The 35mm in street photography.

The 35mm lens (23mm on apps-c and 17mm on micro four thirds) is the most used focal length for confirmed street photographers. The other popular lenses are the 50mm that has been used for decades and the 28mm. For information on the 50mm focal length, click here and here.

Fuji X100T @ 1/210s + f/3.2 + ISO 200

After lauding the qualities of the 50mm focal length, why am I now saying that the 35mm is better? Well, I’m not saying it is better, nor that you should ditch your new 50mm! There are certain qualities to the 35mm lens that you should take into consideration.

Fuji X100T @ 1/350s + f/2.8 + ISO 200

First off, 35mm are more difficult to make so they are more expensive. More often than not, a photographer will start out with a nifty fifty and I stand by the idea that it is a great lens whether you are a beginner or a confirmed photographer.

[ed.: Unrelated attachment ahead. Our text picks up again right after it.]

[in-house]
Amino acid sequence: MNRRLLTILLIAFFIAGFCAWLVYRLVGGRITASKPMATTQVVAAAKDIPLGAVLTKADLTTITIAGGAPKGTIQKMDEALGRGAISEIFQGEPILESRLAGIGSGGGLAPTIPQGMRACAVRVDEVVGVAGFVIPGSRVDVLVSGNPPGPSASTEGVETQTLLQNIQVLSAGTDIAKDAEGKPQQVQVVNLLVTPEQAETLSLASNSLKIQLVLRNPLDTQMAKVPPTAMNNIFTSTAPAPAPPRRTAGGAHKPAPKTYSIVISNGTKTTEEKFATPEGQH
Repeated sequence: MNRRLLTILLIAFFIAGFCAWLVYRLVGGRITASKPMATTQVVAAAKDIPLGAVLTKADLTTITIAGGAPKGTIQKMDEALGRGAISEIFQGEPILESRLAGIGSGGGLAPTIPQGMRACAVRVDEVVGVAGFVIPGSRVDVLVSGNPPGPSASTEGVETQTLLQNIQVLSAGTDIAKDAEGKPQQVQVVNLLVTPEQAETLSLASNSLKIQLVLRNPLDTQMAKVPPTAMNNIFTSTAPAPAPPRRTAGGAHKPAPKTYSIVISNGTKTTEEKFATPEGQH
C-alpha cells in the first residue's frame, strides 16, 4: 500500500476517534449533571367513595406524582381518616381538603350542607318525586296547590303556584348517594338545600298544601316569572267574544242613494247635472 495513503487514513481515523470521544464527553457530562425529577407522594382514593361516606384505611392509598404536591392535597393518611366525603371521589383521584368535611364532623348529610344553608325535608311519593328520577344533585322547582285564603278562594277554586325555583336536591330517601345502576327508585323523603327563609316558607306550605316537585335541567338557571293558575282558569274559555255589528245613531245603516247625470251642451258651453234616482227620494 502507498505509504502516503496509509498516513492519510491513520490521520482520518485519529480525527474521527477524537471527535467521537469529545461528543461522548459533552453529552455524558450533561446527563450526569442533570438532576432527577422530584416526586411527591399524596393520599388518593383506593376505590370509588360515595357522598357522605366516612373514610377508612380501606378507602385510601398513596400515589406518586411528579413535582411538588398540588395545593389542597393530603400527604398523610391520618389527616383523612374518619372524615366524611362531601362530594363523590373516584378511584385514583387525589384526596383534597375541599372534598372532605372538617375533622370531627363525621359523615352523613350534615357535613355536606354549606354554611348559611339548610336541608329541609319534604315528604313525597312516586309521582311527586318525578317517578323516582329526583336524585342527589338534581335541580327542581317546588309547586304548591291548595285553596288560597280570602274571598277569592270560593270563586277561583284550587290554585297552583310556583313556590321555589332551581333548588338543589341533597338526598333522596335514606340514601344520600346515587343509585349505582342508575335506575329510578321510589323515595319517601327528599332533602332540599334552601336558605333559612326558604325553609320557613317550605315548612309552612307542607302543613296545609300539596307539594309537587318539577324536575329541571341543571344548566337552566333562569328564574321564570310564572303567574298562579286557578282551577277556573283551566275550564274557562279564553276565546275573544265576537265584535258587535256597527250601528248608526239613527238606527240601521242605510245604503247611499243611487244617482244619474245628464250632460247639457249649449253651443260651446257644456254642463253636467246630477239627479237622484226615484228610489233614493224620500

Elderly lady
Olympus omd-em5 + 17mm f/1.8 @ 1/320s + f/2.5 + ISO 200

The 35mm lens is wider than the 50mm so to capture the same scene, you need to get closer. Frank Capa famously said : “If your pictures aren’t good enough, you’re not close enough.”. He is telling us to get closer, and that is intimidating to a lot of us. The fact of the matter is that if you a close to your subject, the photograph will have a more dynamic quality. The viewer will get the impression that he is in the scene. This focal length sucks us into the scene.

Fuji X100T @ 1/125s + f/2.5 + ISO 1000